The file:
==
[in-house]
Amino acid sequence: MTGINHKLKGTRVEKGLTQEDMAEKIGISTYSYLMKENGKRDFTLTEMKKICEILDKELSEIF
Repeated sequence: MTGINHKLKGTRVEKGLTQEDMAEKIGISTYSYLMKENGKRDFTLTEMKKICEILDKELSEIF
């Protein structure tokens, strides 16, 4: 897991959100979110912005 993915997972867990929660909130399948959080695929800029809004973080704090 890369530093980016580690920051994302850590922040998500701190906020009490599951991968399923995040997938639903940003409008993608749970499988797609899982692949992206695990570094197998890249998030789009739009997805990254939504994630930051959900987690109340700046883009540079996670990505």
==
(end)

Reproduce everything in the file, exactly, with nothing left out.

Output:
[in-house]
Amino acid sequence: MTGINHKLKGTRVEKGLTQEDMAEKIGISTYSYLMKENGKRDFTLTEMKKICEILDKELSEIF
Repeated sequence: MTGINHKLKGTRVEKGLTQEDMAEKIGISTYSYLMKENGKRDFTLTEMKKICEILDKELSEIF
């Protein structure tokens, strides 16, 4: 897991959100979110912005 993915997972867990929660909130399948959080695929800029809004973080704090 890369530093980016580690920051994302850590922040998500701190906020009490599951991968399923995040997938639903940003409008993608749970499988797609899982692949992206695990570094197998890249998030789009739009997805990254939504994630930051959900987690109340700046883009540079996670990505």